In TCM, herbs are often combined in formulas and given as teas, capsules, liquid extracts, granules, or powders.
The five element theory talks about the relationship between the human body and the 5 natural elements: water, fire, air, wood, and metal. For example, water represents the kidney, bladder, and the ear. Or, fire represents the heart, small intestine, and tongue. All the organs in the body are connected and can be affected according to the attributes of certain herbs.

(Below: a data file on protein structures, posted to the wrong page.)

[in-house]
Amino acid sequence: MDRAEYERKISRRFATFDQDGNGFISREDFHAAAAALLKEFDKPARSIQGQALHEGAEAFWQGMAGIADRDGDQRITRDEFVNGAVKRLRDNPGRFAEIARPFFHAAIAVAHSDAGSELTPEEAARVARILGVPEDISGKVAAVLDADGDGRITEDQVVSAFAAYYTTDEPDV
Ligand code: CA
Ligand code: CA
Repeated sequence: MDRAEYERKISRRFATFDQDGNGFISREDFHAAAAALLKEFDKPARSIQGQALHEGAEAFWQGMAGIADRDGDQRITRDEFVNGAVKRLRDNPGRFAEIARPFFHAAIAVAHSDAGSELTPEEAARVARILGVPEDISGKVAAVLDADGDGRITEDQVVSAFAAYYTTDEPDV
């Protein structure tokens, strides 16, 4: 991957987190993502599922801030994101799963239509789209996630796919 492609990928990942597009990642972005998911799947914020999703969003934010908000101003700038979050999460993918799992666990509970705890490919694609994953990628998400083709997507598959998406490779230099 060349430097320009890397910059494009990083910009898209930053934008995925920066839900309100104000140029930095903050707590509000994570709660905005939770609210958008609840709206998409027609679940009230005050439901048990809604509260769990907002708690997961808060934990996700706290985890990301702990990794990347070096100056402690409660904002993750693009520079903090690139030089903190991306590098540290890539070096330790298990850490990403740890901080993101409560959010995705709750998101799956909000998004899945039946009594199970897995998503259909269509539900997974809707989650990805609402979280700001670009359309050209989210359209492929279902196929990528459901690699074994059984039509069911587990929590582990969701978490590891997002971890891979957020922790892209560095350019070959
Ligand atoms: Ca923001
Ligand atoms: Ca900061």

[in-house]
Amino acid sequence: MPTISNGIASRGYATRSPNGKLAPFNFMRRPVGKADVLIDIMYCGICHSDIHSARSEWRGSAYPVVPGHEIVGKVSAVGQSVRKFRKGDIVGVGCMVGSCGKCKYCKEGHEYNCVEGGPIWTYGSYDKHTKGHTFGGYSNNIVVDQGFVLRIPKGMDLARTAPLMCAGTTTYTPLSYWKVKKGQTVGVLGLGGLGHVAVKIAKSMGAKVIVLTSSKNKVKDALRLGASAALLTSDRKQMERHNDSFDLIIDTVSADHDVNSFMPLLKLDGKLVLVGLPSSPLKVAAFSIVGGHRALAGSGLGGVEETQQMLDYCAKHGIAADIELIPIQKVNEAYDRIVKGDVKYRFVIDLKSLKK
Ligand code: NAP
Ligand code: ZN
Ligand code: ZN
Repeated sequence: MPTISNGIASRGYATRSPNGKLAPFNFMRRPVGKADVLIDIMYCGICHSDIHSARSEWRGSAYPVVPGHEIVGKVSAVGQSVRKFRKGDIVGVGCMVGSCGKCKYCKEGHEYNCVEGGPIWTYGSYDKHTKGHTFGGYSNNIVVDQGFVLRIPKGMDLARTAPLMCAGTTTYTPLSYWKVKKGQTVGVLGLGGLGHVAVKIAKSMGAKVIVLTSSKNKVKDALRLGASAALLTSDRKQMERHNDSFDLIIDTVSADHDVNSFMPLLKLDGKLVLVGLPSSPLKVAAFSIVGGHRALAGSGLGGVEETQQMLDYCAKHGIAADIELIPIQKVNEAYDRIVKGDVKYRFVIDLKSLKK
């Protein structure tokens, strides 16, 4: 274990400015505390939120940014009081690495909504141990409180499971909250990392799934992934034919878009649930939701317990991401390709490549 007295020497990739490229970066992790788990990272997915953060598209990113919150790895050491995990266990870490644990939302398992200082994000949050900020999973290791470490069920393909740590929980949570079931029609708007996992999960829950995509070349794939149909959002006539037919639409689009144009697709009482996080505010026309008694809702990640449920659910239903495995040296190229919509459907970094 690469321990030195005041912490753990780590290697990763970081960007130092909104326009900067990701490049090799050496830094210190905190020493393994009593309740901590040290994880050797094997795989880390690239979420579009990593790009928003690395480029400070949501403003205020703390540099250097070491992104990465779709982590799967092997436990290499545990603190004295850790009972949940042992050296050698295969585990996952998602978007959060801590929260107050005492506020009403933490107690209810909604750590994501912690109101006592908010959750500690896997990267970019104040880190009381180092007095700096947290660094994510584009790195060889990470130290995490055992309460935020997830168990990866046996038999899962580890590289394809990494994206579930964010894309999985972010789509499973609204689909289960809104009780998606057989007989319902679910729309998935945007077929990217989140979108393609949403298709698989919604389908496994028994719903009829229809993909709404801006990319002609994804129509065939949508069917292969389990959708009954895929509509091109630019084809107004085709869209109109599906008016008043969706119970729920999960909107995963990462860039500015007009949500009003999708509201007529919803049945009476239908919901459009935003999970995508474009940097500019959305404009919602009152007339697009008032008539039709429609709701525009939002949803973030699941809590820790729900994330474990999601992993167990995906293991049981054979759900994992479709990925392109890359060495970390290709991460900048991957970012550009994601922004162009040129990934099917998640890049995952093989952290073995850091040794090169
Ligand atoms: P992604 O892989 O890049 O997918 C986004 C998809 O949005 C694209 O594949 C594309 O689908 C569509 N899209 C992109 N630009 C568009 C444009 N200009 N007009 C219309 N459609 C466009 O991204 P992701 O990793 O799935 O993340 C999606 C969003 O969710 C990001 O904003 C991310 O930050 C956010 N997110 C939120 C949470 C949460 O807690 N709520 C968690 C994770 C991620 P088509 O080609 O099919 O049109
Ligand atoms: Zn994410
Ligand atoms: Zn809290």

Westerns believe that herbal medicine seeks primarily to correct internal imbalances rather than to treat symptoms alone. They think it is designed to encourage self healing process. Currently scientists are studying the efficacy and safety of the herbs from a scientific perspective. In a way, consuming herbs is like dieting, where the individual is taking in various vitamins and minerals that of which they were previously lacking of.
Astragalus, cinnamon, coptis, ginger, ginseng, licorice, ma-huang, peony, rhubarb, and tang-kuei are some examples of TCM herbs.